BANGOR, Maine — A Canadian energy firm is scaling back its expansion plans for Western Maine’s Kibby Mountain wind farm after state regulators made clear that they could not support placing an additional 15 turbines in the area.
TransCanada officials told the Land Use Regulation Commission on Wednesday that they plan to file a revised application removing the four southernmost turbines in the 15-turbine project. The project is proposed for Kibby and Chain of Ponds townships, approximately two miles from the second phase of the Kibby wind farm now under construction.
TransCanada’s attorney outlined the proposed changes on the same day that LURC was poised to deny the company’s permit request at its Bangor meeting. Despite opposition from the project’s critics, commissioners voted unanimously to table the issue in order to allow TransCanada to revise its application.
“This proposal is not lightly made,” said Juliet Browne, who represented TransCanada before the commission.
During a meeting last month, commissioners largely agreed with concerns raised by opponents that the proposed wind farm expansion would harm views from nearby lakes and trails.
In its written recommendation to the commission, LURC staff noted that while both the original Kibby project and the proposed expansion would “significantly compromise views,” the southern seven turbines within the proposed expansion would have “unreasonable adverse impact to the scenic character of the Chain of Ponds and of the Arnold Trail.”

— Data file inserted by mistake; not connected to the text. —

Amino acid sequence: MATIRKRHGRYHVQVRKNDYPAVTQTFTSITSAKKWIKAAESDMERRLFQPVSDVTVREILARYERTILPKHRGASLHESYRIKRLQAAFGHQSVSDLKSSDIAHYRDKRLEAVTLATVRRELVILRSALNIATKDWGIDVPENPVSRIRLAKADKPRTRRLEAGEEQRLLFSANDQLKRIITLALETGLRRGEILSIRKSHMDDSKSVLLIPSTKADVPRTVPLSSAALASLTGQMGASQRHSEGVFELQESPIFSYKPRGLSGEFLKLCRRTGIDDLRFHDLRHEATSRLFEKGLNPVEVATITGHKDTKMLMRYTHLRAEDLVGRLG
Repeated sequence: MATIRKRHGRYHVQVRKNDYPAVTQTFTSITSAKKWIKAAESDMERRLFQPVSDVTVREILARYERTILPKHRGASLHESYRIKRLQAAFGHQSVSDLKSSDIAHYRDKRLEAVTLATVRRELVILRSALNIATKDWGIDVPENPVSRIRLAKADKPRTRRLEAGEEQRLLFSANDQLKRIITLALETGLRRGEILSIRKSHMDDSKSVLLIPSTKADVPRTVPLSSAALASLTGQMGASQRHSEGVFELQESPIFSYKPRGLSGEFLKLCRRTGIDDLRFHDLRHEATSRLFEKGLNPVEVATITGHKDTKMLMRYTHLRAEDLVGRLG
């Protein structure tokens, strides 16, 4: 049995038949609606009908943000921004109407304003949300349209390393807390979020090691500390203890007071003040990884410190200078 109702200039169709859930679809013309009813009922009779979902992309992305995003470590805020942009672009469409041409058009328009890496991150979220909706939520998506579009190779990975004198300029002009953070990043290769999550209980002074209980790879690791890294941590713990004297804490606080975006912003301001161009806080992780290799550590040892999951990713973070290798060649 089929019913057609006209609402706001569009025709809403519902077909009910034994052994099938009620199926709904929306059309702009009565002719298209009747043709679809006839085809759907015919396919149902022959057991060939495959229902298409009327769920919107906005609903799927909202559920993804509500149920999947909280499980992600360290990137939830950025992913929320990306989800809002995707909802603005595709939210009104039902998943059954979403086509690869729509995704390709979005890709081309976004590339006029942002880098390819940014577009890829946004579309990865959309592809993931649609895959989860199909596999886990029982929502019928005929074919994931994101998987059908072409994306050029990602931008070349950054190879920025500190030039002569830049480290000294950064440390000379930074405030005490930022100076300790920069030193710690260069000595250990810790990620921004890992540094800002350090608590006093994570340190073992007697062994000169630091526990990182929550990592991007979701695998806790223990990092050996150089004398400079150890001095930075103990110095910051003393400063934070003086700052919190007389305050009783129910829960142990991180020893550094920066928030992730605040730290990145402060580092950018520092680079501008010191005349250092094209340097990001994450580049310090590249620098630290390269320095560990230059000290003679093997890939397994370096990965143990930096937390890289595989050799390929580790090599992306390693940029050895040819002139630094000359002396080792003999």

Commissioners also voiced serious concerns that the southern half of the project would have unacceptable effects on the subalpine fir forests and the Bicknell’s thrush, a bird dependent on subalpine fir forests that the state lists as a “species of special concern.”
Several commissioners had indicated last month that they likely could support a project containing just the eight northern turbines because they had fewer effects on scenic views or subalpine forests. Browne said Wednesday that the eight-turbine project was not economically viable, however.
“We think this is very responsive to the commissioners’ concerns about reducing the subalpine impacts, reducing the impacts on Bicknell’s thrush and reducing the visual impacts on Chain of Ponds,” Browne said.
Critics of the 15-turbine project argued unsuccessfully against allowing TransCanada to revise its application so late in the process.
The most forceful statements came from Bob Weingarten, president of the organization Friends of the Boundary Mountains, who criticized TransCanada for seeking to revise and delay the project now after working hard to keep the project on the fast-track for so long.
Weingarten said the company’s inflexibility caused hardship to his small group of volunteers as they tried to share their views with the commission.
“TransCanada had months and months to change their proposal while the record was still open,” Weingarten said. “TransCanada had months and months to listen to the other side.”
The first 22 turbines of TransCanada’s Kibby wind farm are already operating, and the company is building another 22 turbines at the site.
Last month, three protesters with the group Maine EarthFirst! were arrested while blocking the road leading up to the company’s construction site. Maine EarthFirst! and other critics of industrial wind power contend that projects such as TransCanada’s destroy mountaintops and do little to offset the use of fossil fuels.